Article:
Have Mercy!

This spring, Nancy Alcorn celebrates the 20th anniversary of Mercy Ministries, which offers God's hope and healing to girls struggling with addictions, eating disorders, unwed pregnancy, and abuse—girls not so unlike the bulimic teen she once was.

How long do girls usually stay?

The typical stay is six months. It depends on the girl—how difficult the problem is and how quickly she heals.

I wish we could find a way to call our ministry something other than a home for "troubled" girls, because we like to tell them, "Look, you're just like everybody else in the world except you were willing to admit you had a problem and then do something about it. So your problem's nothing more than an excuse to get you into an environment where you can discover God's plan for your life and learn you're not a reject or a throwaway."

Then we go through the Bible and point out all the "troubled" people God used. Look at King David; God called him a man after his own heart, yet he committed adultery, got another man's wife pregnant, then had the husband killed in a battle to try to cover his sin. Even Rahab the prostitute is in the lineage of Jesus.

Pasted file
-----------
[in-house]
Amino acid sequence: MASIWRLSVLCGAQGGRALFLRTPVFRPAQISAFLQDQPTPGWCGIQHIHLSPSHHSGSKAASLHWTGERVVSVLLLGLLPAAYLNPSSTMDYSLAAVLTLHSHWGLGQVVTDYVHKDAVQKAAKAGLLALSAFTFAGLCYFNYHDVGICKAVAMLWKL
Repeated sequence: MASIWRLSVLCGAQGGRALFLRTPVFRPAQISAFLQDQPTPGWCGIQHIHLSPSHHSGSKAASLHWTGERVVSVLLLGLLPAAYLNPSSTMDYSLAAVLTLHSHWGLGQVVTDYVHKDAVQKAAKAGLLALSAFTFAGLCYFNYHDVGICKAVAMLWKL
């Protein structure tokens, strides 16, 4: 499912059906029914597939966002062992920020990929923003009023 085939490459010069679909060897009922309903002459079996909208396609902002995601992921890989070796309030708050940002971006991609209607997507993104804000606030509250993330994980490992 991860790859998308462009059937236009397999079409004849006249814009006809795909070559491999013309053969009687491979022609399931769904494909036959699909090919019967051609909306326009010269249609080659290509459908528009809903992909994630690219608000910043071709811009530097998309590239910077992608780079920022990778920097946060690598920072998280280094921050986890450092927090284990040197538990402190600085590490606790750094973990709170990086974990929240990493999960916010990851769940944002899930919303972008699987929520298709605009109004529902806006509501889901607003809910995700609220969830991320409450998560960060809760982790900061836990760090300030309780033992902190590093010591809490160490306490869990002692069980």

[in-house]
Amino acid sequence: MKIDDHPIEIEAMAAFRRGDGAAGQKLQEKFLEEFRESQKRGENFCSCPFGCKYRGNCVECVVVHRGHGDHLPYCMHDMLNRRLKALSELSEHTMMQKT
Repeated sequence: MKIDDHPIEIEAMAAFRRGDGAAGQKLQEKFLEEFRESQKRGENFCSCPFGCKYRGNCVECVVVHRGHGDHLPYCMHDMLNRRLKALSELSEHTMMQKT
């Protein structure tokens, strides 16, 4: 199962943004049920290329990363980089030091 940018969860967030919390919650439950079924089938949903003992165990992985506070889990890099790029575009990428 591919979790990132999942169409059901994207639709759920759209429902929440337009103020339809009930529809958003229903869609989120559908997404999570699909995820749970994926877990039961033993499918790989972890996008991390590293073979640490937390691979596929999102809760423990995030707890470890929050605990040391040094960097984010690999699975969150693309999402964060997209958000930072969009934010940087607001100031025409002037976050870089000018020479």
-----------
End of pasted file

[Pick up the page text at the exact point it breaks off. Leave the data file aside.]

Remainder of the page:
We tell the girls that just because they graduate from Mercy doesn't mean they won't have problems, but it does mean they have the Overcomer living inside them. The Enemy still will tempt them, but we emphasize that the only person who can make them fail is them.

What's mercy's success rate?

About 90 percent. We have graduates who are pastors' wives, missionaries, college graduates, even Mercy Ministries staff members. Theresa, our first Mercy girl, was working as a nurse at a local hospital last time we heard from her. And I was thrilled to learn she was still following God. Part of the reason our success rate is so high is that we've never had a girl complete the program and not make a commitment to follow Jesus.

What's the most prevalent problem you see in young girls right now?

Definitely eating disorders. I think the statistic right now is that one in four girls in America wrestles with an eating disorder. This issue probably affects the church the most, because while "good girls" may not sleep around, use drugs, or get drunk (though some certainly do these things), that drive for perfection in Christian girls can be quite strong. I know—that's part of what drove me to become bulimic.

Free CT Women Newsletter

Sign up today for our weekly newsletter: CT Women Newsletter. CT's weekly newsletter highlighting the voices of women writers. We report on news and give our opinion on topics such as church, family, sexuality, discipleship, pop culture, and more!

Read These Next

  • Related Issue
    Sex, Love, and Longing
    Dr. Juli Slattery on how our deepest desires can drive us to God
  • Editor's PickMy Week in a War Zone
    My Week in a War Zone
    The most dangerous place in the world wrecked my heart and soul.

For Further StudyFor Further StudyDownloadable resources to go deeper


Join in the conversation on Facebook or Twitter

May 25

Follow Us

More Newsletters